Build rapport with physicians

February 1, 1997

Pharmaceutical Representative

Using language to establish relationships.

The sales representative's primary goal is to establish relationships with the receptionists, nurses and, ultimately, the physicians. Yet what stops most salespeople from being successful is that they aren't using the right language to build meaningful relationships.

You can make yourself extremely attractive to your physicians and office staffs by using this three-step attraction process. It helps your clients see what's possible for themselves and their patients.

Share who you are

When people know who you are, they're more likely to trust you and share information. Although we usually just give our name and title when we introduce ourselves, sharing who we are is more attractive.

For example:


•Â "My name is Joe Smith, and I organize the continuing education course on heart disease."
• "My name is Allison Goldsmith, and I coordinate support groups for caregivers of Alzheimer's patients."

You also want to use language to show physicians how they will benefit by working with you.

For example:


•Â "My name is Sheila Jones, and I give doctors the information they need before they need it."


•Â "My name is Frank Washington, and I help physician offices manage their patient flow better."

Remember, your customers don't really want to learn every detail about your product during the sales call: They want to know what it does for them.

Naturally, you also want to link your product to how it helps patients feel better or manage their lives better.

For example:


•Â "My name is Mary Schultz, and I help diabetes patients manage their disease."


•Â "My name is Jose Lopez, and I help give AIDS patients hope."


•Â "My name is James March, and I help your back-injury patients reduce lost work time."


•Â "My name is Sally Sharp, and I help your congested patients breathe through their noses not their mouths."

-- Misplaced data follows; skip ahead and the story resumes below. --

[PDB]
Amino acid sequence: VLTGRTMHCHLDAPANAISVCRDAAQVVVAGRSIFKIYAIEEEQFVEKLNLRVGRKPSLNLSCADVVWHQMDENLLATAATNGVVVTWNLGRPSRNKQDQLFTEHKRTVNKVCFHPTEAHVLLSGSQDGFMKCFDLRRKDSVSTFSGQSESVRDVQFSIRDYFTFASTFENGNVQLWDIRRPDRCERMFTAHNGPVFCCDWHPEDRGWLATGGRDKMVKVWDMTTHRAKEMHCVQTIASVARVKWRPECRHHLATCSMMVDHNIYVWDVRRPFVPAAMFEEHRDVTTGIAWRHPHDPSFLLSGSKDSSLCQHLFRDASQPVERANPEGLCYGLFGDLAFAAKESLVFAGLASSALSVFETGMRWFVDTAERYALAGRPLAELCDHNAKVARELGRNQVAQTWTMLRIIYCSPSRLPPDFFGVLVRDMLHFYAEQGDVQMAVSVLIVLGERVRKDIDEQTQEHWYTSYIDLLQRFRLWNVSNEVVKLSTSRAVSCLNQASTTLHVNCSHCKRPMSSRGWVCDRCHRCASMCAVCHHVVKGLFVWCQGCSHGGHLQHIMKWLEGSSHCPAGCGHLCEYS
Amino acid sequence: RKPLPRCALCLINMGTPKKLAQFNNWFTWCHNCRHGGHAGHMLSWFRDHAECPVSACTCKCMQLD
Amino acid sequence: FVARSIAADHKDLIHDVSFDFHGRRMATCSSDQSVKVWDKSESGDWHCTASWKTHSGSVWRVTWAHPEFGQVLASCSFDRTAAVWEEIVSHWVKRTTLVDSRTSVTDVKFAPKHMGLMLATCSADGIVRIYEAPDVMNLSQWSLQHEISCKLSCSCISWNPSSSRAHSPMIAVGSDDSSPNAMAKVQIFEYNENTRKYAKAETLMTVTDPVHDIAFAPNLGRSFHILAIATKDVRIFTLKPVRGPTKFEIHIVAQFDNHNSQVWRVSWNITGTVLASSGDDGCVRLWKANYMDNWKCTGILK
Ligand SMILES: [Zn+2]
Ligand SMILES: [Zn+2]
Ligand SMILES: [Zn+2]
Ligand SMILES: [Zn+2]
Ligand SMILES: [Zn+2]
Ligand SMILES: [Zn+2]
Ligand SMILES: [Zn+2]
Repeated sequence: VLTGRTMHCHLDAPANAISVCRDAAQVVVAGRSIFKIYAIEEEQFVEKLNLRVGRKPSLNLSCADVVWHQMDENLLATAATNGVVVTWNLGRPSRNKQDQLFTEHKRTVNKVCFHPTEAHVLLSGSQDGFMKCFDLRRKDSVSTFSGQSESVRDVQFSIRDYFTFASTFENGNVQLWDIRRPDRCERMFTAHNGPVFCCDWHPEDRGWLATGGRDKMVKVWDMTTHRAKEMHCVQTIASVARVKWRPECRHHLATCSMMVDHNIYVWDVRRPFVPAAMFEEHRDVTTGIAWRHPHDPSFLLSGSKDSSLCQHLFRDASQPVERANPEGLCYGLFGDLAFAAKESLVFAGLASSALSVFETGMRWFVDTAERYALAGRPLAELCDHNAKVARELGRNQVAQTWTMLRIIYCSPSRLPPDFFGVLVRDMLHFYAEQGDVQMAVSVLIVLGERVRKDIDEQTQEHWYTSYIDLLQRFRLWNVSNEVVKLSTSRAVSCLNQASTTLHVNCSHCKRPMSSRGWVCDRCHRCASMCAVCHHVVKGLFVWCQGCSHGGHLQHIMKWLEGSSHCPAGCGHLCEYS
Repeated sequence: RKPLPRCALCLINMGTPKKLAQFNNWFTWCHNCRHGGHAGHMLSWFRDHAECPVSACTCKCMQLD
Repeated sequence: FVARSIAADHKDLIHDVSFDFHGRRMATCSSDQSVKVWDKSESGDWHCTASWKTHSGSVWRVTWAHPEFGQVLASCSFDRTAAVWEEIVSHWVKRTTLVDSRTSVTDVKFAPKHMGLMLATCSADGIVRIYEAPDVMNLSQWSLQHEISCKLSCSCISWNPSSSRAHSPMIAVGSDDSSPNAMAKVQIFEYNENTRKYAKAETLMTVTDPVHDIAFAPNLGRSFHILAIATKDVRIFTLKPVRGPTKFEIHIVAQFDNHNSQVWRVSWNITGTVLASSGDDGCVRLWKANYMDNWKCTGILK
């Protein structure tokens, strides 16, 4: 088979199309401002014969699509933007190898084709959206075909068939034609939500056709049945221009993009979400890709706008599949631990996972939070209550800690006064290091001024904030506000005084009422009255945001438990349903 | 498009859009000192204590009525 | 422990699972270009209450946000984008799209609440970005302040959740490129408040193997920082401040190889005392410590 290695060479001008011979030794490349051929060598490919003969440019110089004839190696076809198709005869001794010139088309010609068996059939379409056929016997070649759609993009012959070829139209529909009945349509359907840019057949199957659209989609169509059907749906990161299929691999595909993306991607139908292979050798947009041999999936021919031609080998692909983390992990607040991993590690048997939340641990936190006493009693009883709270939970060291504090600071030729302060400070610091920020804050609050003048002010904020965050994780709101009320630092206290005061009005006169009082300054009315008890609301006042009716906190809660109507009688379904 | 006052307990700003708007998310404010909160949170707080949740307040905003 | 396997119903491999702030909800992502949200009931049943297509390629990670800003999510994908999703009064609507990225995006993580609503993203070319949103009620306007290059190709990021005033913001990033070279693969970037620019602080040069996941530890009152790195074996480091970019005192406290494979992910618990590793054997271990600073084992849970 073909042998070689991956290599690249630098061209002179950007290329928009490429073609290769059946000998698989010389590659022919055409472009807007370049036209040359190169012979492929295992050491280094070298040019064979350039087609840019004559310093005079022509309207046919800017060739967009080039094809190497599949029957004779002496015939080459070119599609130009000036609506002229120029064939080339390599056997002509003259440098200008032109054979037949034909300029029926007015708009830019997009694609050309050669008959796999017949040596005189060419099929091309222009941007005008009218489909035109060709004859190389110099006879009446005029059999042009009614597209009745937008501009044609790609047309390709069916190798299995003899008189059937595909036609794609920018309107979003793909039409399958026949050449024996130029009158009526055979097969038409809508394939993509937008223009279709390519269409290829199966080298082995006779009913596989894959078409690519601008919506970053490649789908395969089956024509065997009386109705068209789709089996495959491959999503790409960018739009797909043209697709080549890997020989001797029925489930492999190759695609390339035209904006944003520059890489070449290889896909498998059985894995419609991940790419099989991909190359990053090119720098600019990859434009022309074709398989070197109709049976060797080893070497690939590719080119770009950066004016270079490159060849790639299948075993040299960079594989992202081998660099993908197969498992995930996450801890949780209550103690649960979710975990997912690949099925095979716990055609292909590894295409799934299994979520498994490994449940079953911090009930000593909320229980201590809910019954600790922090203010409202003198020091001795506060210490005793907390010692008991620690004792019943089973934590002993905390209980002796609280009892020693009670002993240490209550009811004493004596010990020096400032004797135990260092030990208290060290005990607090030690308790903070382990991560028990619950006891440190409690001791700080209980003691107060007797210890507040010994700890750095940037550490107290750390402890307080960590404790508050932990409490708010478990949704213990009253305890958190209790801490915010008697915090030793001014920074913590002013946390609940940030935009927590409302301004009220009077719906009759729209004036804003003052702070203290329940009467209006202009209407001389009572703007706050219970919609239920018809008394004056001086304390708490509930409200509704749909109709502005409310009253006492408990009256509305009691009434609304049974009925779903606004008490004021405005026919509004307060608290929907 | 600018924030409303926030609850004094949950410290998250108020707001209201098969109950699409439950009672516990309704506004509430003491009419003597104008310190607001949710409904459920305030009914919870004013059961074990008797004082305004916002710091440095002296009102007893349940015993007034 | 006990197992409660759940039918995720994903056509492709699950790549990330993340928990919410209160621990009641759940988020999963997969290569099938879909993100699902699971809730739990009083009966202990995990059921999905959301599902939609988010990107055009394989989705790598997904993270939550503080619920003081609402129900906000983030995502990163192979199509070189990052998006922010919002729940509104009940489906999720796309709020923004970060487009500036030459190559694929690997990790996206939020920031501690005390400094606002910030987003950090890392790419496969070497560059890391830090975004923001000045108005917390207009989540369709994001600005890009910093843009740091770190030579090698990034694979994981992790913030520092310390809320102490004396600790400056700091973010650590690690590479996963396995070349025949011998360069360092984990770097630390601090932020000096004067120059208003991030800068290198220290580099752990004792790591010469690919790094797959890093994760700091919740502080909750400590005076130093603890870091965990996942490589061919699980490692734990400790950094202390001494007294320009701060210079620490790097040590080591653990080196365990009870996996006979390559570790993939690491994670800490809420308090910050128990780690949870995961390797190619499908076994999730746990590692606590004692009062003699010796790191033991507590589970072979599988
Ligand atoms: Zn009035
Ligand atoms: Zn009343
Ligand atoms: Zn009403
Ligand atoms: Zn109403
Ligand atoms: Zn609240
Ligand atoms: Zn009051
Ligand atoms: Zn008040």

•Â "My name is Chris Hanson, and my company gives people with nausea the confidence that what goes down, stays down."

Key insight: You attract more people and make more money by creating relationships based on how you make clients or patients feel about you, not on how you improve their condition.

Establish your role and goal

Use language to show that you are interested, rather than trying to be "interesting," during your sales calls. Some of us try to be too entertaining when we're nervous or uncomfortable.

1. Find out who your customers really are. When members of the office staff tell you what they do, rephrase it for them so they know you understand.


•Â If they say, "I'm the receptionist," you say, "Oh, you're someone who keeps the flow going."


•Â If they say, "I'm the office manager," you say, "Oh, you're the person who keeps the peace."

2. Show the customer that you know what they need. For example:


•Â "Dr. James told me you were now working for an orthopedics group."


•Â "Susan said you were a board member of the Bone Society."


•Â "Kay said you wanted more patient information sheets."

3. You should also let your customers know the purpose of your call. You might say:


•Â "I'd like for you to know more about how I can serve you."


•Â "It's my intention that you get enough information about this disease so you can make a decision about our product."

4. When calling on physicians, make sure you secure permission during various stages of the call. For example:


•Â "Would you be willing to spend five minutes with me so I can show you the information piece we have?"


•Â "Would you like to see some articles on the approved use of our drug?"

Key insight: People will trust you if they know who you are rather than what you sell.

Gather information

Find out what issues your customers are facing. Is it less time with patients? More cost pressures? Knowing this information will help you address your product's benefits during sales presentations.

Then ask your customers how you can help them. Do they want your empathy or do they want your help? Determine how willing or committed they are to working with you or using your product.

Key insight: People don't mind telling you about themselves if you show that you understand and care.

Building rapport is about focusing on the customer in the relationship. The people who recognize the importance of understanding the customer will win because they know how to attract people to them easily and effortlessly. PR